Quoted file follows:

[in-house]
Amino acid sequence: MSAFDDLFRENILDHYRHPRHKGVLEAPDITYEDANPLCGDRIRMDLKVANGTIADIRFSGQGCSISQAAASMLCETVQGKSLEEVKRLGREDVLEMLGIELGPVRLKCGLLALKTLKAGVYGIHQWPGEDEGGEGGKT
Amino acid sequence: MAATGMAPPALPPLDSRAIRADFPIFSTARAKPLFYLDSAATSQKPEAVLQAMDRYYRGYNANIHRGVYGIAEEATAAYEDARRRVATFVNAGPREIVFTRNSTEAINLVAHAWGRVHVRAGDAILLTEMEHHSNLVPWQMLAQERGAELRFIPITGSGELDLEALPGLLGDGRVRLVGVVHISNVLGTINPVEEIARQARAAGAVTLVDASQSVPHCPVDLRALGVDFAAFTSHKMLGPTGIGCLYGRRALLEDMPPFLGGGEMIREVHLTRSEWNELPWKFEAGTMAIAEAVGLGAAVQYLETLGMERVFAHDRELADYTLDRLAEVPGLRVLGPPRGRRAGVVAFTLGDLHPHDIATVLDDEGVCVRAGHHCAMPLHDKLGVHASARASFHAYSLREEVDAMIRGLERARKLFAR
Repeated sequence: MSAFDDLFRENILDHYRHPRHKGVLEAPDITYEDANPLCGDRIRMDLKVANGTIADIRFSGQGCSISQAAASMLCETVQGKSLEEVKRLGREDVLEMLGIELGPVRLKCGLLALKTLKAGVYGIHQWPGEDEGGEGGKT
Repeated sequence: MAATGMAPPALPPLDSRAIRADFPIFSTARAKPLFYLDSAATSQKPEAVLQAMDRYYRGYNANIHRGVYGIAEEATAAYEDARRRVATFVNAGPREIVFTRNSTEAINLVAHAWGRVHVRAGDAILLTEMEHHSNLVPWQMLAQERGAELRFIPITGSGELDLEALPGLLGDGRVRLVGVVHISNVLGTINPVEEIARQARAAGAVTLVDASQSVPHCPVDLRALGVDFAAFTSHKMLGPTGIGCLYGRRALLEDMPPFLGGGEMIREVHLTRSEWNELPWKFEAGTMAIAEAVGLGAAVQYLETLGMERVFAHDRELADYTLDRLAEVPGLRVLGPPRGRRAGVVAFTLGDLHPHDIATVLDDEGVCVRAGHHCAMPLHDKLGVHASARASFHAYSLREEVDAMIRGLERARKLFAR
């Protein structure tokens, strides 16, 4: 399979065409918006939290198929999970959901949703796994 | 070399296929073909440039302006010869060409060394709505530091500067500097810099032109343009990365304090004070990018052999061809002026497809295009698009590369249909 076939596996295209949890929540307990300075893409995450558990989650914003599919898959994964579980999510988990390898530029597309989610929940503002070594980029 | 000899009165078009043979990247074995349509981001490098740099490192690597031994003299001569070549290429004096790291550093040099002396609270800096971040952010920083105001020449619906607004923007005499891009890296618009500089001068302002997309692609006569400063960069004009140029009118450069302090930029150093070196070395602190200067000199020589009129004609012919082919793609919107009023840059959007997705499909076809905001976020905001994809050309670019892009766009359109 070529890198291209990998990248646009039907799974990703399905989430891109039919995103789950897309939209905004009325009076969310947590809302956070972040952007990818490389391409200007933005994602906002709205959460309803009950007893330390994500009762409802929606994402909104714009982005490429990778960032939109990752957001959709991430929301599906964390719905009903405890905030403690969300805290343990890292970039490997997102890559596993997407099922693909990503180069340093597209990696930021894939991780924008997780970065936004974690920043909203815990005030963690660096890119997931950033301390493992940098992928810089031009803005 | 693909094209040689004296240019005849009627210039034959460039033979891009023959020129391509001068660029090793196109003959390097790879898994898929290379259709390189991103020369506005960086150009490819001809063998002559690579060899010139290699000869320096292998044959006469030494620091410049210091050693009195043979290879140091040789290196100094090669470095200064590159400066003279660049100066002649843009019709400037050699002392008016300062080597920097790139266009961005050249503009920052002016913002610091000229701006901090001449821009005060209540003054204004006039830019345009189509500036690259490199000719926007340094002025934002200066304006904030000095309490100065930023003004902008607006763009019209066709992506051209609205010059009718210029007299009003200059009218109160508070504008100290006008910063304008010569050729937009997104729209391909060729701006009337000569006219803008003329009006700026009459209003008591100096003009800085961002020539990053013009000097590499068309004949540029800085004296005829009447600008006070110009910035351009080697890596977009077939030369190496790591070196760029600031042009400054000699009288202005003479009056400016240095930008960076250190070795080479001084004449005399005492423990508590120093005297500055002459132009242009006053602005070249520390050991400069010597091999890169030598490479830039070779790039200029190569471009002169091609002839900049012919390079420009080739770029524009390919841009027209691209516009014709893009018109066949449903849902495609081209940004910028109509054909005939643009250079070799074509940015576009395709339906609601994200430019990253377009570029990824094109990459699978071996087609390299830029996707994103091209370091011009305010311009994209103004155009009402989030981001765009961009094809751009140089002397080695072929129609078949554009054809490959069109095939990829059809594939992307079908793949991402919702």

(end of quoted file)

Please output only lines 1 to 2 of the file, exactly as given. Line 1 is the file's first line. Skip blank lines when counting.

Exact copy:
[in-house]
Amino acid sequence: MSAFDDLFRENILDHYRHPRHKGVLEAPDITYEDANPLCGDRIRMDLKVANGTIADIRFSGQGCSISQAAASMLCETVQGKSLEEVKRLGREDVLEMLGIELGPVRLKCGLLALKTLKAGVYGIHQWPGEDEGGEGGKT